Dave Chappelle: The Bird Revelation – Recap/ Review (with Spoilers)

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In a way, The Bird Revelation, like Equanimity, isn’t really a comedy special. It is funnier than the latter but is definitely more about exploring ideas than telling jokes.


Director(s) Stan Lathan
Writer(s) Dave Chappelle

Summary

One of the main things Dave explores in The Bird Revelation is capitalism and control. It begins with him talking about the #MeToo movement and relating to how, as a Black man, he gets it. Leading to him presenting how he gets it, personally. Especially by bringing up this book, “Pimp” by a person named Iceberg Slim. With that, what may have been sold as a comedy special becomes like a Ted Talk. Dave strips away that joking demeanor and you get the kind of vibe or side you’d have to assume his kids got. One in which, while he may not go into every last detail, the point of how life is, especially as he knows it, is put out there.

Leaving you, like with Equanimity, more so left with something to think about than a bunch of memes, jokes to repeat, and this sense that Dave has any intention of running with the young bucks. For instead, while he still wants to make you laugh, as he does, the end game is really to make you think. Even if it is how much in disagreement with him you are.

Other Noteworthy Facts & Moments

  • This was taped November 20th, this year.

Question(s) Left Unanswered

  1. So, taking note of the Iceberg Slim story, is he basically saying Comedy Central had, or has, something on him which took him past his mileage?
  2. Anyone else get Paul Mooney vibes? Especially when he was saying, “Don’t forget who I am. Don’t forget what I am. I am a Black dude. And don’t ever forget how I got here.”

Collected Quote(s) or .Gifs

“Know who’s the most uncomfortable mother—— in the room? The nigga that’s right.”

Dave Chappelle The Bird Revelation - Dave noting he did not know about Louis C.K.

“You got all the bad guys scared and that’s good, but the minute they’re not scared anymore, it will get worse than it was before. Fear does not make lasting peace. “

Dave Chappelle The Bird Revelation - Talking about how weird it would be if Weinstein pulled on him what he did to many women before

“Never choose to be a hero because heroes die uncomfortable deaths.”

Highlights

A Conversation with Dave Chappelle

Dave Chappelle The Bird Revelation - Saying it is the best time to say something

You know what I think would help when it comes to Dave Chappelle’s specials? Them not being noted as comedy specials. At this point, I really do believe that while Dave may write jokes and punchlines, it is when he is just working out some thoughts on stage, for better or worse, when he is at his best. Like him presenting the idea of sexual harassment and stepping into the zone that got Matt Damon in trouble. That is, presenting this idea that while all harassment and assault matters, in Hollywood, it isn’t all equal.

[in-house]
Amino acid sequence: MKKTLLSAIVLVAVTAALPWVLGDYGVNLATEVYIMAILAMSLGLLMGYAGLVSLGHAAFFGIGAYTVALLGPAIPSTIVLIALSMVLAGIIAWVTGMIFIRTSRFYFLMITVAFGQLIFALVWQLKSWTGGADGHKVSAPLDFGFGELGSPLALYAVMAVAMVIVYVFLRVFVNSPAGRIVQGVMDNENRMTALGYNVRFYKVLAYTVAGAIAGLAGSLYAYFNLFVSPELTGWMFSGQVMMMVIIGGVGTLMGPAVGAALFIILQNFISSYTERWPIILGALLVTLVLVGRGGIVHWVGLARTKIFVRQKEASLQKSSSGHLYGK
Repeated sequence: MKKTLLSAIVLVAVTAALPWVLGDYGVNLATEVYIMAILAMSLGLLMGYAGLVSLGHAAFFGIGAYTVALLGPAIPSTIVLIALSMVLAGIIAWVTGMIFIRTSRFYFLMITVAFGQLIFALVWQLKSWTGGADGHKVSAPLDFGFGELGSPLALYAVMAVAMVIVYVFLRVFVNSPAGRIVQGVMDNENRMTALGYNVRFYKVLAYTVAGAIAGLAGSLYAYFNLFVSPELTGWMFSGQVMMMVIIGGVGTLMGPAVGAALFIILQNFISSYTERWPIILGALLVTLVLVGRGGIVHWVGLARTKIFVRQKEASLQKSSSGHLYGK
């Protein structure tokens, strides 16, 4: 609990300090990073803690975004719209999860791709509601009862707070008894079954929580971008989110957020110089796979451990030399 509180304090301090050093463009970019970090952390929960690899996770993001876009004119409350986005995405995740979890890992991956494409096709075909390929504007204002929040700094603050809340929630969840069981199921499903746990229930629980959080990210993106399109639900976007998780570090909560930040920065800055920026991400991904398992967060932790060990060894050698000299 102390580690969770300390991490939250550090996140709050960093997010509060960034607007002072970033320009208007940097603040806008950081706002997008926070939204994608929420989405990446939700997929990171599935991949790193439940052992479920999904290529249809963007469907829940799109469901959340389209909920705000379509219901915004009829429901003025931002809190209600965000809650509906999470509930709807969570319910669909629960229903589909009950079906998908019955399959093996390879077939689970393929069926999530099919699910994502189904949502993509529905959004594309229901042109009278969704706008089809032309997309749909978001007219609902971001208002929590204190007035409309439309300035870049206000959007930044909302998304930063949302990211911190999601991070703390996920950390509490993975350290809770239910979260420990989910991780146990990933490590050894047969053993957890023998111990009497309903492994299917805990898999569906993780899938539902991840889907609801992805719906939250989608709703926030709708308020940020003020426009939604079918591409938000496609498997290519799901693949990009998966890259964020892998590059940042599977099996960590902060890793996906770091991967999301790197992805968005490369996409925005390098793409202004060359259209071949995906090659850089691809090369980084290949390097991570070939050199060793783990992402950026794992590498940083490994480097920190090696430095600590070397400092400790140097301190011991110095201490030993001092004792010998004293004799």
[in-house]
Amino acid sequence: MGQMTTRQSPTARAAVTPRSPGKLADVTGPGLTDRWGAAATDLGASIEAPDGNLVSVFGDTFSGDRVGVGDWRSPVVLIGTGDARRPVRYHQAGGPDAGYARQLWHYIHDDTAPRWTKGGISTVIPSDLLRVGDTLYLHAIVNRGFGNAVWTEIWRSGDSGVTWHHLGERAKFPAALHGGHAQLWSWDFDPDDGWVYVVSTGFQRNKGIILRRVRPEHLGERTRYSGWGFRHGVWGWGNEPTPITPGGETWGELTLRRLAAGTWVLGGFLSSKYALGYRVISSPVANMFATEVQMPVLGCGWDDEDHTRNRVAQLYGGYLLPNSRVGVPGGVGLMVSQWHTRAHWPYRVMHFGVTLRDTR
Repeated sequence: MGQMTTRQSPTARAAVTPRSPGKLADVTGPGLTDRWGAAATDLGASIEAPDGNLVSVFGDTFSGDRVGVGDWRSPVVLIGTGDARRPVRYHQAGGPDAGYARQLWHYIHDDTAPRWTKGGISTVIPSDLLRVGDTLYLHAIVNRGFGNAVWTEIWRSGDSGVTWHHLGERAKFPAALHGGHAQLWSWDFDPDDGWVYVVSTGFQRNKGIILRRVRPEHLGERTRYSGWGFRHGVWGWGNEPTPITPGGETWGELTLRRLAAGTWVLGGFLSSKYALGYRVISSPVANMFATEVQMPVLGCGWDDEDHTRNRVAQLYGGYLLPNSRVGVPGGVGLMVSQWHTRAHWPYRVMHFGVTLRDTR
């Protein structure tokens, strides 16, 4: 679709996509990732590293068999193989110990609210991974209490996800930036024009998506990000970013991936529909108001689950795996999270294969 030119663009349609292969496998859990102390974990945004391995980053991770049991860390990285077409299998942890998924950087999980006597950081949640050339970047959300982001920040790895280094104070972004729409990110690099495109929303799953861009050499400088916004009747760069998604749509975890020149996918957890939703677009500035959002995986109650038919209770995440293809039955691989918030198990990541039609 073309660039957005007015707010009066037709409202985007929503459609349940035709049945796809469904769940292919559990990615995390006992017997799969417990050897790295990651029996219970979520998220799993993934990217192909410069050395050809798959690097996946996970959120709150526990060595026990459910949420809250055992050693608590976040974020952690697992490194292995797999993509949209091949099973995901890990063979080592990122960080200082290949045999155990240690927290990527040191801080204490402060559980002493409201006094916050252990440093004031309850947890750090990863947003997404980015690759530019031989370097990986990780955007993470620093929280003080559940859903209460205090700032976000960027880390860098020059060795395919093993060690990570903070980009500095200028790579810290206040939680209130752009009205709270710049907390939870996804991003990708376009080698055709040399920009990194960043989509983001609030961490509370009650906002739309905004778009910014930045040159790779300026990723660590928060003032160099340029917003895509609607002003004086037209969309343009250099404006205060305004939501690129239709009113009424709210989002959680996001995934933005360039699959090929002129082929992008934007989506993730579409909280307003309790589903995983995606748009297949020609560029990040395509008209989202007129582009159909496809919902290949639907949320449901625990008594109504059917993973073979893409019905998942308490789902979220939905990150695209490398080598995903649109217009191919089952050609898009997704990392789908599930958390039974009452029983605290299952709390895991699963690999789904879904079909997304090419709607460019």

For example, you can see he puts Louis C.K. and Harvey Weinstein in two different categories, yet ties them together. There is a question, since Dave isn’t at all pursuing being politically correct, how does one allow themselves in that position and then with the Louis C.K. situation, he puts the following question in place: How brittle is your dream if what this man did can stop you?

Which is messed up if you look at it from a politically correct angle. However, Dave isn’t doing so and in the process of that, he kind of reminds you of the role comedians, good comedians anyway, play. They are the ones who speak what the average person can’t due to fear of retribution, getting doxed, and etc. Those like Dave who, foolishly to some, allow their thought process to be recorded, initiate complicated conversations that are very uncomfortable to the general public. Especially because, with comedy, there isn’t really this grace period before addressing something. Hot button issues is what they thrive on. So Dave questioning whether some have buyer’s remorse vs. something more heinous happened, is just as much terrible as an idea you may be afraid to write or vocalize. So, as he said in Equanimity, he says it for you.

But perhaps what made this special so good, jumping off the sexual harassment topic, is the intimacy of the special. As noted, while Dave makes it clear he is on stage and the people are his audience, with him sitting on a chair, only moving when he can’t handle his own jokes, there is a direct line there. There might be a Michael Jackson voice impression and him cracking on gay dudes he knew in high school, but throughout the special he gets real with you. This especially comes into play when Dave goes beyond his usual, “As a Black guy …” and relates things to his own person.

Such as when he talks about how having $25,000 at 18 or 19, in Brooklyn, around 1 AM, is probably the type of fear women deal with every day of sexual assault and harassment. How that book named “Pimp” triggered the best way he can talk about walking away from $50 Million dollars without naming names and possibly saying something which could get him or others in trouble. Much less, how Colin Kaepernick, this dude who can pass for white, in Chappelle’s eyes, he wants to support for he is making the sacrifices others either can’t or won’t.

Overall: Positive (Watch This)

Dave Chappelle The Bird Revelation - After his recap of Pimp by Iceberg Slim